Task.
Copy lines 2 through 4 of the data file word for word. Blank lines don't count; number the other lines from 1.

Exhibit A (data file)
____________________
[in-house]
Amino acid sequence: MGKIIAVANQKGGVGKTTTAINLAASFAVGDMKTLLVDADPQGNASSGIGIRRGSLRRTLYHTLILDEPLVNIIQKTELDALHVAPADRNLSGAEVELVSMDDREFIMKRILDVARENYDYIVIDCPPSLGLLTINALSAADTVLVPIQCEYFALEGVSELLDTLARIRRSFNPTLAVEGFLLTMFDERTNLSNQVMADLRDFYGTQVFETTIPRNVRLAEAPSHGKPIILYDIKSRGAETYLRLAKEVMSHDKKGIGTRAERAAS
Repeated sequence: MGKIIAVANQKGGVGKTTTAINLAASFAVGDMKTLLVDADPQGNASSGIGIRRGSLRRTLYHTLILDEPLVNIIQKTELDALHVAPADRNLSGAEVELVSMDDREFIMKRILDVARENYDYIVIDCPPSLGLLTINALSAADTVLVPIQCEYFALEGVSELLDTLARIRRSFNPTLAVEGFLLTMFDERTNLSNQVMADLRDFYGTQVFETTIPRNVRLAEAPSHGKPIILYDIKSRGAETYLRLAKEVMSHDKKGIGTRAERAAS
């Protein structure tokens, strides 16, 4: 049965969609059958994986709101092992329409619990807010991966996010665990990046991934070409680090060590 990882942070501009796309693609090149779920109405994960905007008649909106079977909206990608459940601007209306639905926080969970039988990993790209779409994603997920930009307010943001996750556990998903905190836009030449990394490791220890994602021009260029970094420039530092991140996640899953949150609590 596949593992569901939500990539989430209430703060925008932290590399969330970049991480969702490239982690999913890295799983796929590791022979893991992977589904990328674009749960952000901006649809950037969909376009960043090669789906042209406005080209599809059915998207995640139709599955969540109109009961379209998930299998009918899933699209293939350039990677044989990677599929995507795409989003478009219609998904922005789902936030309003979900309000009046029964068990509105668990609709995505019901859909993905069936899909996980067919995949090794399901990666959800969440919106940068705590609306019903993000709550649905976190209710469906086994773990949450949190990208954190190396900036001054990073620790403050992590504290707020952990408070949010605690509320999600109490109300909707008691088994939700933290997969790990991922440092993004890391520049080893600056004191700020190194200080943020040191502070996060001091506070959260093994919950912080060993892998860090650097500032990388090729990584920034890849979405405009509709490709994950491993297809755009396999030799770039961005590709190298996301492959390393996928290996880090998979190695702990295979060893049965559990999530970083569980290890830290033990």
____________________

Amino acid sequence: MGKIIAVANQKGGVGKTTTAINLAASFAVGDMKTLLVDADPQGNASSGIGIRRGSLRRTLYHTLILDEPLVNIIQKTELDALHVAPADRNLSGAEVELVSMDDREFIMKRILDVARENYDYIVIDCPPSLGLLTINALSAADTVLVPIQCEYFALEGVSELLDTLARIRRSFNPTLAVEGFLLTMFDERTNLSNQVMADLRDFYGTQVFETTIPRNVRLAEAPSHGKPIILYDIKSRGAETYLRLAKEVMSHDKKGIGTRAERAAS
Repeated sequence: MGKIIAVANQKGGVGKTTTAINLAASFAVGDMKTLLVDADPQGNASSGIGIRRGSLRRTLYHTLILDEPLVNIIQKTELDALHVAPADRNLSGAEVELVSMDDREFIMKRILDVARENYDYIVIDCPPSLGLLTINALSAADTVLVPIQCEYFALEGVSELLDTLARIRRSFNPTLAVEGFLLTMFDERTNLSNQVMADLRDFYGTQVFETTIPRNVRLAEAPSHGKPIILYDIKSRGAETYLRLAKEVMSHDKKGIGTRAERAAS
């Protein structure tokens, strides 16, 4: 049965969609059958994986709101092992329409619990807010991966996010665990990046991934070409680090060590 990882942070501009796309693609090149779920109405994960905007008649909106079977909206990608459940601007209306639905926080969970039988990993790209779409994603997920930009307010943001996750556990998903905190836009030449990394490791220890994602021009260029970094420039530092991140996640899953949150609590 596949593992569901939500990539989430209430703060925008932290590399969330970049991480969702490239982690999913890295799983796929590791022979893991992977589904990328674009749960952000901006649809950037969909376009960043090669789906042209406005080209599809059915998207995640139709599955969540109109009961379209998930299998009918899933699209293939350039990677044989990677599929995507795409989003478009219609998904922005789902936030309003979900309000009046029964068990509105668990609709995505019901859909993905069936899909996980067919995949090794399901990666959800969440919106940068705590609306019903993000709550649905976190209710469906086994773990949450949190990208954190190396900036001054990073620790403050992590504290707020952990408070949010605690509320999600109490109300909707008691088994939700933290997969790990991922440092993004890391520049080893600056004191700020190194200080943020040191502070996060001091506070959260093994919950912080060993892998860090650097500032990388090729990584920034890849979405405009509709490709994950491993297809755009396999030799770039961005590709190298996301492959390393996928290996880090998979190695702990295979060893049965559990999530970083569980290890830290033990």